What it comes down to, effectively, is convenience and ease of use. Today's navigation programs are all very capable and can do just about anything that's demanded of them. The best program is the one that's the simplest to use and offers the least opportunity for confusion or mistakes.

Raster Charts
Electronic charts—the heart of any navigation program—fall into two general types: raster or vector. They may look similar but are fundamentally different. A raster chart is, effectively, an electronic "photograph" of a paper chart, produced by scanning an existing paper chart or using the same digital data that produces a government chart in the first place. Raster charts are relatively cheap and simple to make, and obviously they're as accurate as paper charts. They do, however, have some limitations.

A raster chart is made up of pixels, or tiny colored dots. Since any given square inch of a raster chart contains the same number of pixels, whether or not there's anything of interest in that particular square inch, a raster chart represents a lot of pixels. And since each pixel is a specific bit of information, raster charts require a lot of disk storage space and computer memory to use. Another problem occurs when you zoom in or enlarge a section of a raster chart. The image is enlarged, but the number of pixels is unchanged, resulting in a less-crisp image with fuzzier lines. Then, too, paper charts are not always the same size and orientation, and are drawn to different scales. When you pan to the end of a simple raster chart, you "fall off" the chart's edge and have to call up the next chart to continue.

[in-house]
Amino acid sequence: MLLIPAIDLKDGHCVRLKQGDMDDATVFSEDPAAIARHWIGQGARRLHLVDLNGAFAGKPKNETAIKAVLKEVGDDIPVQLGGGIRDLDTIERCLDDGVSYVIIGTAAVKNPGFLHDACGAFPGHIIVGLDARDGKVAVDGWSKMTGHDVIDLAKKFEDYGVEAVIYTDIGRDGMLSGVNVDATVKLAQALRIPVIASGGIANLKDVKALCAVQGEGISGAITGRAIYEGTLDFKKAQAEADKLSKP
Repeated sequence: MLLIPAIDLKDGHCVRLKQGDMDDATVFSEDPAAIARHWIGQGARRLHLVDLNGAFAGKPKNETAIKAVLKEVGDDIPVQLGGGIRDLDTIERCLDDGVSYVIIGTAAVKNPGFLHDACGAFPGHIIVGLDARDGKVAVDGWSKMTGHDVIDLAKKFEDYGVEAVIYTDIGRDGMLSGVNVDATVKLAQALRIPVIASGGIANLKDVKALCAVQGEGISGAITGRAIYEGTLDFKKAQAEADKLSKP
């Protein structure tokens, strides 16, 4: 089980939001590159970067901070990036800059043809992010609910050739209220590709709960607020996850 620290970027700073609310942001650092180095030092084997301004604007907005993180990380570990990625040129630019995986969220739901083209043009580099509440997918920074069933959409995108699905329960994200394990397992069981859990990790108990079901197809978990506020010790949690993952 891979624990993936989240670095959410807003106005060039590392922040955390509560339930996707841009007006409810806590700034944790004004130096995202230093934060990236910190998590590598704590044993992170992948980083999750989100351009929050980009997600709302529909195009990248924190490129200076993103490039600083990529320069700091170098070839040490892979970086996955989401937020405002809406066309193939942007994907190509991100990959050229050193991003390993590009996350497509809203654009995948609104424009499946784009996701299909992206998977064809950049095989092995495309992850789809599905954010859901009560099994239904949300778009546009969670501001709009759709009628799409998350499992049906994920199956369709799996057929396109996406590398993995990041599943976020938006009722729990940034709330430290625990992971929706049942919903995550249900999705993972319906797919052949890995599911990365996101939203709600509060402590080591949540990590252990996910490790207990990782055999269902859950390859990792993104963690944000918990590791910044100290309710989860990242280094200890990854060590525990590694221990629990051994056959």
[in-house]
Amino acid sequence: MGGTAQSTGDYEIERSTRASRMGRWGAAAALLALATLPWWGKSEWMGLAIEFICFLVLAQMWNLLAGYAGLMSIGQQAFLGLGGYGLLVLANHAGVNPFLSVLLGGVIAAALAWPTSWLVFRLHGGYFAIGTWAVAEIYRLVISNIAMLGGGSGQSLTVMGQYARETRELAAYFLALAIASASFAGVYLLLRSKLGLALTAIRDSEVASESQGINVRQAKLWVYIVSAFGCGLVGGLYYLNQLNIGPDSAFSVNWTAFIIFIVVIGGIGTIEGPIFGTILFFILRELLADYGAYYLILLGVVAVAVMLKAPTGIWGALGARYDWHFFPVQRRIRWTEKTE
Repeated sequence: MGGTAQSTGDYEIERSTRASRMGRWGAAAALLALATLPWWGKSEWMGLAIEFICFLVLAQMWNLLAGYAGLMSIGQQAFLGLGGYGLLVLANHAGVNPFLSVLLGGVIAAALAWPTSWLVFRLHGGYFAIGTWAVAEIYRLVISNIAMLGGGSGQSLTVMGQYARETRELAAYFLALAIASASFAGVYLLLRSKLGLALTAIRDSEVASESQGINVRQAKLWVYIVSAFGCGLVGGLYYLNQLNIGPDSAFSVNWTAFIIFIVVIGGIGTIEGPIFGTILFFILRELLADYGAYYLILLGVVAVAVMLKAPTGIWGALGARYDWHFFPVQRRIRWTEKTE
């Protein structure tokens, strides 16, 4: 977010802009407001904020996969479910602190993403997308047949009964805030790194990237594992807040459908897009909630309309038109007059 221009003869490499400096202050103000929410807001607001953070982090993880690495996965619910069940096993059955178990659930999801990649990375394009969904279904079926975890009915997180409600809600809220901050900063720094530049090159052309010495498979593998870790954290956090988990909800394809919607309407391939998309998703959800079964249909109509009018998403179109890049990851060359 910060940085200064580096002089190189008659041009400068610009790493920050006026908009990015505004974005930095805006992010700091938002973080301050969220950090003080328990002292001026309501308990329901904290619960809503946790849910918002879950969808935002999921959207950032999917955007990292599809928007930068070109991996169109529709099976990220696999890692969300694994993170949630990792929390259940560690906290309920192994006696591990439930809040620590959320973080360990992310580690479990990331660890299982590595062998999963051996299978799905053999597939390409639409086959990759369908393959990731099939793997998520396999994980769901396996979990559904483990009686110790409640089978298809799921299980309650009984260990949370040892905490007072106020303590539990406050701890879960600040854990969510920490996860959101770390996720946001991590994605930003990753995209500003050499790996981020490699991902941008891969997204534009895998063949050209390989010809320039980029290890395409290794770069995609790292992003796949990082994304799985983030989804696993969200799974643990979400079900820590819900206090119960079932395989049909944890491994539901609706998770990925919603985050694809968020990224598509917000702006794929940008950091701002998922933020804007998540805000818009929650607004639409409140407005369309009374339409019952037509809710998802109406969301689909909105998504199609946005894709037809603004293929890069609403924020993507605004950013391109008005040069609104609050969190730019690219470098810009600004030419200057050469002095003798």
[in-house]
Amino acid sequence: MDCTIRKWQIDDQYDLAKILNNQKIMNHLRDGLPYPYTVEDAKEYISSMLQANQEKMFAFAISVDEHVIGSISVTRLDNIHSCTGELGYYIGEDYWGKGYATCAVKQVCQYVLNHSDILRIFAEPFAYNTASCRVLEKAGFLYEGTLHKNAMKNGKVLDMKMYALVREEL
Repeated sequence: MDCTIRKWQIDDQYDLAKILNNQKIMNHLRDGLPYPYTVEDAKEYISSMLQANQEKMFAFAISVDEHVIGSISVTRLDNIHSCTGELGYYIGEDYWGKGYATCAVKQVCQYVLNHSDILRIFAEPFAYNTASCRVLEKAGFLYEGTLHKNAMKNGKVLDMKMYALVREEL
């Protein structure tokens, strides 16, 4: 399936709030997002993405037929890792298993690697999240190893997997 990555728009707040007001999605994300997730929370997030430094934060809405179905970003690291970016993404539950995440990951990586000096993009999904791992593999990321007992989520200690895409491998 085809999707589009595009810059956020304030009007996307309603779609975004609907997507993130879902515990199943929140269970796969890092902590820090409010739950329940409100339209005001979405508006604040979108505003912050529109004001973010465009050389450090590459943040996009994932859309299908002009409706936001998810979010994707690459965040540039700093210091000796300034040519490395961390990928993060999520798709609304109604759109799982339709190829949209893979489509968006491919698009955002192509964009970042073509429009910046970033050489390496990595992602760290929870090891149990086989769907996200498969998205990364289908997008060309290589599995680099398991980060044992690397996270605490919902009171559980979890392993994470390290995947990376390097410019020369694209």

Some software designers have addressed this problem through a process called "quilting." When two charts are quilted, the computer adjusts the size, scale and orientation of the individual raster charts so that they give the illusion of one continuous seamless chart. Quilting is a considerable convenience, especially when you're working with areas that require moving through several charts. On a long cruise, when you tend to stay on one large-area chart for much of the time, quilting offers no real advantage. Quilting tends to degrade the quality of the chart somewhat, and can slow things down annoyingly if you don't have a fast computer. In the past, we've encountered some strange graphic effects from quilted charts, though we didn't see any on this round of testing.

Vector Charts
An alternative to the raster chart is the vector chart. Instead of storing the color and position of a vast number of pixels, a vector chart breaks the chart into lines and stores only the beginning, length and direction of the line. Result? Much less information to store. While this compactness was the primary reason for vector charts when storage was limited and computers were much slower than they are now, it's become a secondary consideration today. While all the information (shapes, aids to navigation, depth information, landmarks, etc.) on a raster chart is fixed on that chart—a pixel doesn't care what information it's displaying—a vector chart's data can be stored and displayed in layers, and only the layers of interest need to be displayed at a given time. Thus, buoy identification labels, which can clutter a chart when you're trying to study depth contours, can be turned off. The basic shoreline might be in one layer, depth data in another and lights in a third. The improvement in clarity can be impressive.